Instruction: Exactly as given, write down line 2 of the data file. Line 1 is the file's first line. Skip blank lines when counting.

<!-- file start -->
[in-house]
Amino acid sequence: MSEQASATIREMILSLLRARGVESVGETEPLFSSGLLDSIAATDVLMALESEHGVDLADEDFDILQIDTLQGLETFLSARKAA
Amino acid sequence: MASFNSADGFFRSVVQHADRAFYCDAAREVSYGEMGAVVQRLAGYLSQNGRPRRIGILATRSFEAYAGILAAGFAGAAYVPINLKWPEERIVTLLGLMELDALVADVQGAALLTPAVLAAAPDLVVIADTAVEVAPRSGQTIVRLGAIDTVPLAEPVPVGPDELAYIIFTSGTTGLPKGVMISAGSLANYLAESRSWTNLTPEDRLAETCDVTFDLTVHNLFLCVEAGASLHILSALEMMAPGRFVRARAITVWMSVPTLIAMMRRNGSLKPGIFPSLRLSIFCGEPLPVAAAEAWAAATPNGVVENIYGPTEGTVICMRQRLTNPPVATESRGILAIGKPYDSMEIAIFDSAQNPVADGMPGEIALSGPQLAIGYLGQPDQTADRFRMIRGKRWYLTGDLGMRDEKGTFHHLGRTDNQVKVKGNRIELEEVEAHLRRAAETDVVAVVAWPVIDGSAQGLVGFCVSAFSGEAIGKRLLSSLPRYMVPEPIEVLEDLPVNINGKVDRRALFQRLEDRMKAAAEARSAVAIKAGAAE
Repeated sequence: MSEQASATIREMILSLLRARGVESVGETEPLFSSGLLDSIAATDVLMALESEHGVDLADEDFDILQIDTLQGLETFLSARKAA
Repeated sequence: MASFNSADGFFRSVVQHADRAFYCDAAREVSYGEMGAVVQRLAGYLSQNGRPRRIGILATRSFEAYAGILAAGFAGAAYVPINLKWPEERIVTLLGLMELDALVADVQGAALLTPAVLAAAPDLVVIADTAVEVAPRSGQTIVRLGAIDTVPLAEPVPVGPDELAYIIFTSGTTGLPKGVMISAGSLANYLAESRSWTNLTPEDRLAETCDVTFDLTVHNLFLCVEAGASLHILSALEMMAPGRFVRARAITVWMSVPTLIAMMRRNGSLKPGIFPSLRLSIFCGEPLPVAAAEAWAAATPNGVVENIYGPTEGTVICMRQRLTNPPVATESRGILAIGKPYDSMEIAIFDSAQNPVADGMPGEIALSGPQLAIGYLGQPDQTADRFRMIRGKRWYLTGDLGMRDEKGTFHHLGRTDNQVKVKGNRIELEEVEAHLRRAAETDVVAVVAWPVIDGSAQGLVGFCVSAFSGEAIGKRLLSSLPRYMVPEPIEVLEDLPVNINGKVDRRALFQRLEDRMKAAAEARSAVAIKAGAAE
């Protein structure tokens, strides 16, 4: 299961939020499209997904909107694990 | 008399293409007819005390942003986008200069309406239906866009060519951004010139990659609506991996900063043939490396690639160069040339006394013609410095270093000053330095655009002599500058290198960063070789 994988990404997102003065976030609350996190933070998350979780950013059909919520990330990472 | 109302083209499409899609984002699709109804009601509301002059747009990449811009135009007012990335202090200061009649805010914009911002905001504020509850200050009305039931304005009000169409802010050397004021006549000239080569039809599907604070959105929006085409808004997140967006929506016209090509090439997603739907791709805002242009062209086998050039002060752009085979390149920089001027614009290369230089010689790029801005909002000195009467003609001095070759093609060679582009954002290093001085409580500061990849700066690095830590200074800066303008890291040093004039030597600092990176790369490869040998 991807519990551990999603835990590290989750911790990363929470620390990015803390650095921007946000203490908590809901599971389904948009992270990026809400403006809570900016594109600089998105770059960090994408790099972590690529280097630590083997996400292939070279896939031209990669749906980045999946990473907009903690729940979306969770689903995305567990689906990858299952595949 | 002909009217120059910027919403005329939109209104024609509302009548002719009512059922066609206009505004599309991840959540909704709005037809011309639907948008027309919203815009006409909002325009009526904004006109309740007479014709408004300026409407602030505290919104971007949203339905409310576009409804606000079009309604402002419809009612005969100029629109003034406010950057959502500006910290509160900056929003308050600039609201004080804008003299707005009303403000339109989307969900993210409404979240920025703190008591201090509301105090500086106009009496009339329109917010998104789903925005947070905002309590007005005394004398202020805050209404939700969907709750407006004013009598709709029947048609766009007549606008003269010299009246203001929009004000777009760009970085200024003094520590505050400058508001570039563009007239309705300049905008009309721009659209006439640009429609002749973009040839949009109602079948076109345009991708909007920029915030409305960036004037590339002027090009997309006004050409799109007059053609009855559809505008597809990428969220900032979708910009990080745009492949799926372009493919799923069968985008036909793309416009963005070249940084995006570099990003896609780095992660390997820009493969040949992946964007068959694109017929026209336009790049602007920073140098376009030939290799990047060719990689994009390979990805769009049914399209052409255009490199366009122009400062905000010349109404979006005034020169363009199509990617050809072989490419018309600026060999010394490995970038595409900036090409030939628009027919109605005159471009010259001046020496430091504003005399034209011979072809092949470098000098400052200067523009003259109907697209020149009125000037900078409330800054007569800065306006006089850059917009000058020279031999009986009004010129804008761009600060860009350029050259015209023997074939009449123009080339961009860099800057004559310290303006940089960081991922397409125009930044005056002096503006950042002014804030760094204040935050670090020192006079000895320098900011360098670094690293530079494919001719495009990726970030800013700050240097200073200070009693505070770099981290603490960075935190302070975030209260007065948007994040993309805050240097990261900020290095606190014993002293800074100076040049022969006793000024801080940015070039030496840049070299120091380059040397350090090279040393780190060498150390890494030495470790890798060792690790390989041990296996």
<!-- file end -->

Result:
Amino acid sequence: MSEQASATIREMILSLLRARGVESVGETEPLFSSGLLDSIAATDVLMALESEHGVDLADEDFDILQIDTLQGLETFLSARKAA